History in Structure

This site is entirely user-supported. See how you can help.

Reconstructed Roman Watchtower

A Grade II Listed Building in Brighouse, Calderdale

Approximate Location Map
Large Map »
Street View
Contributor Photos »

Street View is the best available vantage point looking, if possible, towards the location of the building. In some locations, Street View may not give a view of the actual building, or may not be available at all. Where it is not available, the satellite view is shown instead.


Latitude: 53.6911 / 53°41'27"N

Longitude: -1.7387 / 1°44'19"W

OS Eastings: 417355

OS Northings: 421658

OS Grid: SE173216

Mapcode National: GBR JT9R.CL

Mapcode Global: WHC9W.8HB6

Entry Name: Reconstructed Roman Watchtower

Listing Date: 15 September 2014

Grade: II

Source: Historic England

Source ID: 1419209

Location: Calderdale, HD6

County: Calderdale

Electoral Ward/Division: Brighouse

Parish: Non Civil Parish

Traditional County: Yorkshire

Lieutenancy Area (Ceremonial County): West Yorkshire

Church of England Parish: Hartsheadst Peter

Church of England Diocese: Leeds

Find accommodation in


Reconstruction of a Roman watchtower built in 1905 within what was thought of at the time as a Roman military enclosure. This site is now interpreted as an Iron Age defended farmstead or small settlement. The tower is included within the surrounding scheduled monument.


Reconstruction of a Roman watchtower, used as a summerhouse and viewing platform, 1905, for Sir George Armytage.

MATERIALS: coursed stone with quoining, the top floor originally with applied timbers and render to give the appearance of timber framing. Slate roof.

PLAN: square, single celled with an external staircase to the first floor on the southern side.

EXTERIOR: at the time of inspection the watchtower was largely obscured by vegetation. The tower stands to full height, being of three storeys with a low-pitched pyramidal roof which originally had a wide overhang to protect the external second floor walkway which encompassed the tower; however most of the roof covering and some of the timber structure has been lost to decay, and only fragmentary remains of some of the supports provide evidence of the walkway. The central, nearly square windows to each side of the second floor have been bricked up, as has the doorway onto the walkway. Openings on the first floor remain open, (a doorway and two round arched windows) as does the ground floor doorway which has a timber lintel carrying the date MCMV. The external staircase is of stone and lacks any handrail.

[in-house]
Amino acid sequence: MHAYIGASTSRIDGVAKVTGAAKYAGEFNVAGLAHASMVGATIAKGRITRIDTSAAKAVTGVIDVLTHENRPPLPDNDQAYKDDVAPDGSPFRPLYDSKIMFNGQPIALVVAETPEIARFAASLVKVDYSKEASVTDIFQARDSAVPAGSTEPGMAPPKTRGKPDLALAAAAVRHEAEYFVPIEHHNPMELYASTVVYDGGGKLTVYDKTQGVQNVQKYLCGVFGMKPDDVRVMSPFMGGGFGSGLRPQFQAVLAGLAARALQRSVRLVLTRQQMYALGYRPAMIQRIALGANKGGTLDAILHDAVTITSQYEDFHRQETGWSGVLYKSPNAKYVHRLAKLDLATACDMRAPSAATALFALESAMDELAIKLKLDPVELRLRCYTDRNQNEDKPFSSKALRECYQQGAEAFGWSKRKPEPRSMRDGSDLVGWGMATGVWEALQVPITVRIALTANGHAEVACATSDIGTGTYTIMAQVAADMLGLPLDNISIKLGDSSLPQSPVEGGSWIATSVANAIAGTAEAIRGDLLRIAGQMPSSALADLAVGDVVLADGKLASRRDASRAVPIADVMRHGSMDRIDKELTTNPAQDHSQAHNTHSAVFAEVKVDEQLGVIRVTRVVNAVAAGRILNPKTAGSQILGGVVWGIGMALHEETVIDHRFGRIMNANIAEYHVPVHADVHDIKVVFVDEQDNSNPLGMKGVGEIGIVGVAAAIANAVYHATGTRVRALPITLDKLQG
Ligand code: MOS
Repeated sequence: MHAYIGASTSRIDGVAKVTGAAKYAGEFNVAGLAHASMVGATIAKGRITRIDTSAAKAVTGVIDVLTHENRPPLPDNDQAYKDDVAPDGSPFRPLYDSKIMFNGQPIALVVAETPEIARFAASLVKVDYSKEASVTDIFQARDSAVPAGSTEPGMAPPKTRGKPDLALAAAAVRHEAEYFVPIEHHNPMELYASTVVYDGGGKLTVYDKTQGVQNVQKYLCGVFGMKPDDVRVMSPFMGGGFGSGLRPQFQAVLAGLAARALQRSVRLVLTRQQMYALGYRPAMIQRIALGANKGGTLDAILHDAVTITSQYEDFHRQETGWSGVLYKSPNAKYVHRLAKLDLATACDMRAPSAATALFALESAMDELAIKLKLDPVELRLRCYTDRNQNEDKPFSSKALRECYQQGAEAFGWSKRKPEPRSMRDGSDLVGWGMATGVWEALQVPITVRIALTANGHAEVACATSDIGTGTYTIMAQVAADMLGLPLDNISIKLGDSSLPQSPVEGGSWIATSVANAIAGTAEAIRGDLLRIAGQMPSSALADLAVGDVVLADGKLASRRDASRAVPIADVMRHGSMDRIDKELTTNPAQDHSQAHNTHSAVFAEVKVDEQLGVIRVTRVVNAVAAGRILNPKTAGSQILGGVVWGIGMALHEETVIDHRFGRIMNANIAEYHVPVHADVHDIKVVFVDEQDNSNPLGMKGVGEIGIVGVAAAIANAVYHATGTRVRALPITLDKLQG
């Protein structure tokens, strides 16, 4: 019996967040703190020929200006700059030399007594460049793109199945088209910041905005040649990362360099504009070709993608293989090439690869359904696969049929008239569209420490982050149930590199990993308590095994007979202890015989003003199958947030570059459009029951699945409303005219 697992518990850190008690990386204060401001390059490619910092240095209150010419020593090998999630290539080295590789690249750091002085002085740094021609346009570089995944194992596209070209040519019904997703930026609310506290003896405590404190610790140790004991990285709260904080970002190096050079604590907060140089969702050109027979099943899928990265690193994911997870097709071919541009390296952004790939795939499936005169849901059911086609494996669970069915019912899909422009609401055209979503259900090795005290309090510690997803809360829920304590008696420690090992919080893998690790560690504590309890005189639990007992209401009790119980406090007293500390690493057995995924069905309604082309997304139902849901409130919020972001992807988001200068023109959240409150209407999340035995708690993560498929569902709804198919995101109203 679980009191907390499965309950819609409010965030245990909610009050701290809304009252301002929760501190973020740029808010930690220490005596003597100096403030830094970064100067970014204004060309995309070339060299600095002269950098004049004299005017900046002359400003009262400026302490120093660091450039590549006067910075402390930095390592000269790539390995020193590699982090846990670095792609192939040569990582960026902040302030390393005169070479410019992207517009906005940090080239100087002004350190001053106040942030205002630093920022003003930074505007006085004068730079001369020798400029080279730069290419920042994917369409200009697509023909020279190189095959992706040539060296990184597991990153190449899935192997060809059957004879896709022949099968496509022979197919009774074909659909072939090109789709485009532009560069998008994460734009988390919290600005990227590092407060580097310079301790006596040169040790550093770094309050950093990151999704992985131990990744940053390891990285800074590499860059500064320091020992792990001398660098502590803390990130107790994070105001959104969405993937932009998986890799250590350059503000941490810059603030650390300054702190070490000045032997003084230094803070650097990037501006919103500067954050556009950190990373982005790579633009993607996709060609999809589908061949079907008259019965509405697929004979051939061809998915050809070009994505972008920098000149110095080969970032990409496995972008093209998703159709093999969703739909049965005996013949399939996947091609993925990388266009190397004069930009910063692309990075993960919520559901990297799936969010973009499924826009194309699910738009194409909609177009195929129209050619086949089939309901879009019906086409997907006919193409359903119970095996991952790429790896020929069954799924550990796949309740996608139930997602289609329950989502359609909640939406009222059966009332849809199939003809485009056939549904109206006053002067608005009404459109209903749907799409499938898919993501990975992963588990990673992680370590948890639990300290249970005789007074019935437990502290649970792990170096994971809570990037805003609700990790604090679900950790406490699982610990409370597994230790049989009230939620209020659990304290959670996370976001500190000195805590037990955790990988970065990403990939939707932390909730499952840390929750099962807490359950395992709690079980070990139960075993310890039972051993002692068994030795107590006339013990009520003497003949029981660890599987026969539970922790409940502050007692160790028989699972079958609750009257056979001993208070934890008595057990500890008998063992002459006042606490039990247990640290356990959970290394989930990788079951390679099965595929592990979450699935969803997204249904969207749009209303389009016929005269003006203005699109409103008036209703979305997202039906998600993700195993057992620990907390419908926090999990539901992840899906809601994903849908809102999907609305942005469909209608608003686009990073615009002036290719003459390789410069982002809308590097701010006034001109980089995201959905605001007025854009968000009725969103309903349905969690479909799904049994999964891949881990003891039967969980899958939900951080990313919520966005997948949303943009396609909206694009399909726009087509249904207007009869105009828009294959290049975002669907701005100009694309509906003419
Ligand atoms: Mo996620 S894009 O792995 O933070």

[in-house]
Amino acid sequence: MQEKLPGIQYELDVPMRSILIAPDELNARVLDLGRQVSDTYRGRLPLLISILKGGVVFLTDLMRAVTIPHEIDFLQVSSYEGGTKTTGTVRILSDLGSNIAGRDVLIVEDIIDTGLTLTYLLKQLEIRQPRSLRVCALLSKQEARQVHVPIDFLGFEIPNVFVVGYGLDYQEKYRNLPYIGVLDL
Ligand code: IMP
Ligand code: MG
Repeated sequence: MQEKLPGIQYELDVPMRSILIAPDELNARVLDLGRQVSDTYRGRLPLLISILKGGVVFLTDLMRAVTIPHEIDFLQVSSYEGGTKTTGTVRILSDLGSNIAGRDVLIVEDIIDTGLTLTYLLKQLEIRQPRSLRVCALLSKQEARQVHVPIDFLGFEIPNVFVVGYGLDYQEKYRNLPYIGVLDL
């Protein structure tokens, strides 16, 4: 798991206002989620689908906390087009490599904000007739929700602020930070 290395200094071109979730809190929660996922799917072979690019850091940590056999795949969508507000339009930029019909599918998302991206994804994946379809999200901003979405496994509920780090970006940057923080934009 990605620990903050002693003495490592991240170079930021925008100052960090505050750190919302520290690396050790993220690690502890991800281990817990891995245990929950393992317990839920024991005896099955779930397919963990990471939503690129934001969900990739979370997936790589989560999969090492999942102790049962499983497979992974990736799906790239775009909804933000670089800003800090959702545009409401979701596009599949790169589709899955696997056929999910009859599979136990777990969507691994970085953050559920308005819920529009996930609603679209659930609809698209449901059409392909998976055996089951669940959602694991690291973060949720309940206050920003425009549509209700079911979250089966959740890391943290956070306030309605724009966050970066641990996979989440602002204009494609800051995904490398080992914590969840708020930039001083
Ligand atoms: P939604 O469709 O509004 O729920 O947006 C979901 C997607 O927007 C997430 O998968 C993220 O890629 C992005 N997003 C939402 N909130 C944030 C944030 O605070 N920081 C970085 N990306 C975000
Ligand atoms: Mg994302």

INTERIOR: only fragmentary remains of the structure of the first and second floors remain. The walls appeared to have been unplastered.

DESIGNATION: the tower forms part of a scheduled monument (Castle Hill univallate defended settlement, Kirklees Park).


The watchtower was built in 1905 at around the same time that part of the surrounding earthwork ramparts were investigated archaeologically by Sir George Armytage (6th Baronet). Armytage concluded that what is now considered to be an Iron Age defended settlement or farmstead (and was designated a scheduled monument in 1936) was a Roman military site. The watchtower, built as a summerhouse and viewing platform as part of the Edwardian improvements to Kirklees Park (a Grade II Registered Historic Park and Garden, was modelled on depictions of watchtowers carved on Trajan's Column in Rome, erected in AD 113. As such it is thought to have been the first example of a historical reconstruction of a Roman building erected in England, being roughly contemporary with the reconstruction of the Roman defences at Cardiff (1898-1923) and at Saalburg in Germany 1898-1907, and much earlier than the fort reconstructions at Metchley Birmingham (1953) and Lunt, Coventry (1970s).

Reasons for Listing

The reconstructed Roman watchtower is listed at Grade II for the following principal reasons:
* Date: as an early example of experimental archaeology, being the earliest identified example in England of a historical reconstruction of a Roman building;
* Architecture: a well-built and interesting interpretation of Roman illustrations of watchtowers;
* Group value: with the surrounding scheduled monument of which it is part, as well as the registered Kirklees Park and its other listed garden structures.

Selected Sources

Source links go to a search for the specified title at Amazon. Availability of the title is dependent on current publication status. You may also want to check AbeBooks, particularly for older titles.

Other nearby listed buildings

BritishListedBuildings.co.uk is an independent online resource and is not associated with any government department. All government data published here is used under licence. Please do not contact BritishListedBuildings.co.uk for any queries related to any individual listed building, planning permission related to listed buildings or the listing process itself.

British Listed Buildings is a Good Stuff website.